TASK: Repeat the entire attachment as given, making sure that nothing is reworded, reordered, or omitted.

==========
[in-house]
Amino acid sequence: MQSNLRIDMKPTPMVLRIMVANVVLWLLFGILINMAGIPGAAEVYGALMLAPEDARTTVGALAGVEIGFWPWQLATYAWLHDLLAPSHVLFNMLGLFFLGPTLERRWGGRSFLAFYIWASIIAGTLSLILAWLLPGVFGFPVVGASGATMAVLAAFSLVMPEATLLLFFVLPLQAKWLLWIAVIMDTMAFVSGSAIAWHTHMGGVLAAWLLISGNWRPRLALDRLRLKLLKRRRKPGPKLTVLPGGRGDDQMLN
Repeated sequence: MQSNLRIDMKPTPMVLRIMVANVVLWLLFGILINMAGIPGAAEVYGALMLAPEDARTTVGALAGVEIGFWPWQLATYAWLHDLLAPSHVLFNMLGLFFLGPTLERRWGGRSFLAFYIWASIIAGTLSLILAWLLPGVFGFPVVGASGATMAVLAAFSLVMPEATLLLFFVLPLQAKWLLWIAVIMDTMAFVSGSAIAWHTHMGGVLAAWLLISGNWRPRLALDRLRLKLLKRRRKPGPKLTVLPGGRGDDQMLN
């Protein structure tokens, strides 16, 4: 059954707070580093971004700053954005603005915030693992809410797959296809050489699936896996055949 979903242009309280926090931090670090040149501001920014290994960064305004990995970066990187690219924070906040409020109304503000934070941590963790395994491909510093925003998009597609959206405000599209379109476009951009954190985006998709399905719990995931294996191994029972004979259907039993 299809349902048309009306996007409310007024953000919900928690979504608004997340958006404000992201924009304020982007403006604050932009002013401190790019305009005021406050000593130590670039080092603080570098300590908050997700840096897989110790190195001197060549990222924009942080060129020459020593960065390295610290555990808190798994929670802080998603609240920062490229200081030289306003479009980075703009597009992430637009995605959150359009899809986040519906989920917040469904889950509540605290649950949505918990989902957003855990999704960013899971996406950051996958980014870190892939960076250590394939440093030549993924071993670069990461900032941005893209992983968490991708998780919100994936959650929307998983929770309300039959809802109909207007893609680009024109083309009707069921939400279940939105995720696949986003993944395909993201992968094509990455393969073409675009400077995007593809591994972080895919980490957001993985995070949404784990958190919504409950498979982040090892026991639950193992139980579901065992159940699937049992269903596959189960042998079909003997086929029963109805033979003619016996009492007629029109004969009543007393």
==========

[in-house]
Amino acid sequence: MQSNLRIDMKPTPMVLRIMVANVVLWLLFGILINMAGIPGAAEVYGALMLAPEDARTTVGALAGVEIGFWPWQLATYAWLHDLLAPSHVLFNMLGLFFLGPTLERRWGGRSFLAFYIWASIIAGTLSLILAWLLPGVFGFPVVGASGATMAVLAAFSLVMPEATLLLFFVLPLQAKWLLWIAVIMDTMAFVSGSAIAWHTHMGGVLAAWLLISGNWRPRLALDRLRLKLLKRRRKPGPKLTVLPGGRGDDQMLN
Repeated sequence: MQSNLRIDMKPTPMVLRIMVANVVLWLLFGILINMAGIPGAAEVYGALMLAPEDARTTVGALAGVEIGFWPWQLATYAWLHDLLAPSHVLFNMLGLFFLGPTLERRWGGRSFLAFYIWASIIAGTLSLILAWLLPGVFGFPVVGASGATMAVLAAFSLVMPEATLLLFFVLPLQAKWLLWIAVIMDTMAFVSGSAIAWHTHMGGVLAAWLLISGNWRPRLALDRLRLKLLKRRRKPGPKLTVLPGGRGDDQMLN
């Protein structure tokens, strides 16, 4: 059954707070580093971004700053954005603005915030693992809410797959296809050489699936896996055949 979903242009309280926090931090670090040149501001920014290994960064305004990995970066990187690219924070906040409020109304503000934070941590963790395994491909510093925003998009597609959206405000599209379109476009951009954190985006998709399905719990995931294996191994029972004979259907039993 299809349902048309009306996007409310007024953000919900928690979504608004997340958006404000992201924009304020982007403006604050932009002013401190790019305009005021406050000593130590670039080092603080570098300590908050997700840096897989110790190195001197060549990222924009942080060129020459020593960065390295610290555990808190798994929670802080998603609240920062490229200081030289306003479009980075703009597009992430637009995605959150359009899809986040519906989920917040469904889950509540605290649950949505918990989902957003855990999704960013899971996406950051996958980014870190892939960076250590394939440093030549993924071993670069990461900032941005893209992983968490991708998780919100994936959650929307998983929770309300039959809802109909207007893609680009024109083309009707069921939400279940939105995720696949986003993944395909993201992968094509990455393969073409675009400077995007593809591994972080895919980490957001993985995070949404784990958190919504409950498979982040090892026991639950193992139980579901065992159940699937049992269903596959189960042998079909003997086929029963109805033979003619016996009492007629029109004969009543007393």